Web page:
Come 2024, hockey will not be played on water-based turf, says CEO
The FIH CEO also said that he is open to the idea of taking hockey back to grass and other turfs, at least for smaller nations who doesn’t have the money power to build astro-turfs.Updated: Nov 03, 2018 21:17 IST
Come 2024 Paris Olympics, field hockey will be played on a turf that doesn’t require watering, International Hockey Federation (FIH) Chief Executive Officer Thierry Weil said here on Saturday.
Weil, who joined the FIH last April, said that the decision was taken by the world body to conserve water and by 2024, a new hockey turf will be launched where balls can roll smoothly without water.
“In the Executive Board meeting, we made an important decision that from 2024 Paris Olympic Games, we will not play in a turf that requires water anymore because we cannot continue to be seen as a body which is wasting water,” Weil told reporters at the end of FIH’s 46th Congress here.
“We have briefed all the suppliers around the world to work on creating a turf which comes close to the quality turf with water. It most probably will be a combination of turf, the ball and footwear.
“That’s an important and bold decision. We cannot continue to waste water on the pitch when people next door may not have enough water to drink,” added, Weil, who joined FIH from FIFA, where he was the Marketing Director.
The FIH CEO also said that he is open to the idea of taking hockey back to grass and other turfs, at least for smaller nations who doesn’t have the money power to build astro-turfs.
“Hockey can be played on any surface. The thinking that hockey can only be played on turf with water is completely wrong. Hockey is a game which you can play on any surface,” Weil said.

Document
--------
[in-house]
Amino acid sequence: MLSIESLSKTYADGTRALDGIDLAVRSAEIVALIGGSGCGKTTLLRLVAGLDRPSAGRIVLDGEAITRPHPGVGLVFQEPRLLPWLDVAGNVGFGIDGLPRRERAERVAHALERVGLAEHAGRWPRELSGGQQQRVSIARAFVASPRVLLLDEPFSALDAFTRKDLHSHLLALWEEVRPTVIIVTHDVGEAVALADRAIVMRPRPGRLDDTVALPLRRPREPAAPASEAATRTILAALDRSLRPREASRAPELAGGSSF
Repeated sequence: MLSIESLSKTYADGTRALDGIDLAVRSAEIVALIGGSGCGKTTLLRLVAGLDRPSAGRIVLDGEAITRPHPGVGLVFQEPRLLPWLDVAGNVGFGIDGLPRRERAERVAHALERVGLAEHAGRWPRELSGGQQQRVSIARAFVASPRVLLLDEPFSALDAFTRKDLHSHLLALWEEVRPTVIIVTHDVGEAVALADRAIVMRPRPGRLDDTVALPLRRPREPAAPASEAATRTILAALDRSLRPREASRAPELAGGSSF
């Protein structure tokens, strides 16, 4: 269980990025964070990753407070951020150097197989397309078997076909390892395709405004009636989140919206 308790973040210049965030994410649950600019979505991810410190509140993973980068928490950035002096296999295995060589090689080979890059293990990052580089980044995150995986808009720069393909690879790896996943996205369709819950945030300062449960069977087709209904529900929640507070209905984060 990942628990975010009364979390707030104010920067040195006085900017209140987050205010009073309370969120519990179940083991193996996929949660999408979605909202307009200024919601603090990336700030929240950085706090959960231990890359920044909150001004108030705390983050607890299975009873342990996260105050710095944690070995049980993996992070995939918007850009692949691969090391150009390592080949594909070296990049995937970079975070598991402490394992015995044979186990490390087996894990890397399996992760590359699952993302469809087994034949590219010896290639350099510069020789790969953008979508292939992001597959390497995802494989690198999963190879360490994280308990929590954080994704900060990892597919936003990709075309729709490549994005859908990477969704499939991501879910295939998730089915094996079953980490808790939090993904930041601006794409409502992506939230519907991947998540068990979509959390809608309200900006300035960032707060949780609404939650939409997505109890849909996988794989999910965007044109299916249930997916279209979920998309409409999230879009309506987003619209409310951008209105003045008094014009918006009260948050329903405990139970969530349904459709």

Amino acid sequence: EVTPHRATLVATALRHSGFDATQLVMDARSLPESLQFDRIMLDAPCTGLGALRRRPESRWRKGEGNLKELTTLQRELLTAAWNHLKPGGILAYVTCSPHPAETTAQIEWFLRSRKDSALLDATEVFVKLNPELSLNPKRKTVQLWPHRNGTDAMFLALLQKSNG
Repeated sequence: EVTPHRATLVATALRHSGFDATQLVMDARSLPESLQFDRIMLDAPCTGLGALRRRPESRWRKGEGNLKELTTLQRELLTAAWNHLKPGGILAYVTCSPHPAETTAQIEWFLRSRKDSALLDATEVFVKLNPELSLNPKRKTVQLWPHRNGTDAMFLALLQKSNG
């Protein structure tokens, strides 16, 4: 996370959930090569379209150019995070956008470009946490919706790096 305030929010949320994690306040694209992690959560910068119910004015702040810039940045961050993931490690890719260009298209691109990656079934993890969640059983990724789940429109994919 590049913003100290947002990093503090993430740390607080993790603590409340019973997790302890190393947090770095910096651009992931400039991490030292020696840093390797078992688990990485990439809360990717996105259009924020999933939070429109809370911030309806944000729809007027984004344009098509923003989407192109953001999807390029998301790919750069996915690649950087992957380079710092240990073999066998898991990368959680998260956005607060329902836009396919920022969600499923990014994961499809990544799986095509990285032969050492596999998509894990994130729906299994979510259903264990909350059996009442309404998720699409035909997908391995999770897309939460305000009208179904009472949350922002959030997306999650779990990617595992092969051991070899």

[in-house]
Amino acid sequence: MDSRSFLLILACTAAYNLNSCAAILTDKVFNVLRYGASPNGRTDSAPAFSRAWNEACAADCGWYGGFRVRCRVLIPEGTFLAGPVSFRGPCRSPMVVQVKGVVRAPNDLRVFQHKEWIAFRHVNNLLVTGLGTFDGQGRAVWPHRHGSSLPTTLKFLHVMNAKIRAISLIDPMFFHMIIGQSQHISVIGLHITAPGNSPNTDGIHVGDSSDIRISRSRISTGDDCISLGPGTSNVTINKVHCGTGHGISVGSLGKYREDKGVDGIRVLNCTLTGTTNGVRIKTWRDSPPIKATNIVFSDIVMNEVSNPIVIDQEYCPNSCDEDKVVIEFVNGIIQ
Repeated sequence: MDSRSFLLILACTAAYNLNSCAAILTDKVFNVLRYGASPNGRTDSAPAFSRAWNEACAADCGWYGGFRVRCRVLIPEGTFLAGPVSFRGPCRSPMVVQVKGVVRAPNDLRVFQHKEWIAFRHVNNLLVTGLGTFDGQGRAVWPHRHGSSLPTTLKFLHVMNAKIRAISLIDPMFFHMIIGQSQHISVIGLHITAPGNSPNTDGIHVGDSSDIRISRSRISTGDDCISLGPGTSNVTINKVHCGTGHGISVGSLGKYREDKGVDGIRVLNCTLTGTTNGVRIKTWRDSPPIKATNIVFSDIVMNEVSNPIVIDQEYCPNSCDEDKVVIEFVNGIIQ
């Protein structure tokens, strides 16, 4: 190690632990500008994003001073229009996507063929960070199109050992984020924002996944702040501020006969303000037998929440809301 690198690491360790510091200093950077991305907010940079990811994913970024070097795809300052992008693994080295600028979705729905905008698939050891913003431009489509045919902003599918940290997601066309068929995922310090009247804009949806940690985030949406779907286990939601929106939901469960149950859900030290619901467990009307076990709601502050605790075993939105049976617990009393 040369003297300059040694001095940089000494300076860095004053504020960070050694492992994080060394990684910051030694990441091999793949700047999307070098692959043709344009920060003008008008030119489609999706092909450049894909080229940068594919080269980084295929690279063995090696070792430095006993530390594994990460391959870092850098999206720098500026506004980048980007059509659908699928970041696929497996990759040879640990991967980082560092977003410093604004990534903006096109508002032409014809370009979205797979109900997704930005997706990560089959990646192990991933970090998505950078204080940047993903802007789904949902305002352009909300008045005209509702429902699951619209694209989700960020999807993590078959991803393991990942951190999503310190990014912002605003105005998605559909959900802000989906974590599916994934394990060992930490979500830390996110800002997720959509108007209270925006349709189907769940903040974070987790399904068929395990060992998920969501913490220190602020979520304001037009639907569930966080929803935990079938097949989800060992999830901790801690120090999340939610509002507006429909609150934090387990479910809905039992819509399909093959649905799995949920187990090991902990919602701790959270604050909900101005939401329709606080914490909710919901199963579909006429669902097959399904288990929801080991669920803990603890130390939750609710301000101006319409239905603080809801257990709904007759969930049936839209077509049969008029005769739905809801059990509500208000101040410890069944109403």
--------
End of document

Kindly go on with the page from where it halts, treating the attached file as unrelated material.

FIH President Narinder Batra clarified that the decision to take hockey beyond astroturfs was taken in the larger interest of the game and elite tournaments will be played on astroturfs only.
“It is not that hockey will return to grass or be played on any other surface. This decision was taken to help the smaller nations, tiny tiny islands, who are our members. Elite hockey will continue to be played on astroturf,” Batra said.
The FIH CEO was full of praise for the Hockey 5s but ruled out the possibility of five-a-side replacing 11-a-side in the Olympics.
“Hockey 5s will continue to be played in Youth Olympics but it will never replace 11-a-side in Summer Olympics. That way it create a balance,” Weil said.
“From next year, the FIH will also start exhibition matches of Hockey 5s.” During the Congress, FIH also launched the new development strategy – named ‘Hockey2024’ – putting the global promotion and development of hockey at the heart of all its activities.
The FIH also elected four ordinary members in its Executive Board – two women and two men with the delegates naming Maureen Craig-Rousseau (Trinidad and Tobago), Elizabeth Safoa King (Ghana), Dr Michael Green (Germany) and Shahbaz Ahmad (Pakistan) from the nine-strong list of candidates that had been nominated by the various National Associations.
Elections also took place for the Athletes’ Committee, which consists of current and former hockey players, who ensure that the athletes themselves have influence in the FIH decision making process.
Mark Knowles (Australia), Rogier Hofman (Netherlands), Janne Müller-Wieland (Germany) and Carla Rebecchi (Argentina) were all elected by fellow athletes as regular members, with David Harte (Ireland) and Camila Caram (Chile) being elected as liaison members.
They will be joined on the Athletes’ Committee by Scott Tupper (Canada), PR Sreejesh (India), Kate Richardson-Walsh (England) and Jacqueline Mwangi (Kenya), who were all recommended nominations by the Executive Board to give both gender and geographic balance.
In other important development, Algeria was inducted as a new member of the FIH, taking the number of member nations to 138.
First Published: Nov 03, 2018 21:17 IST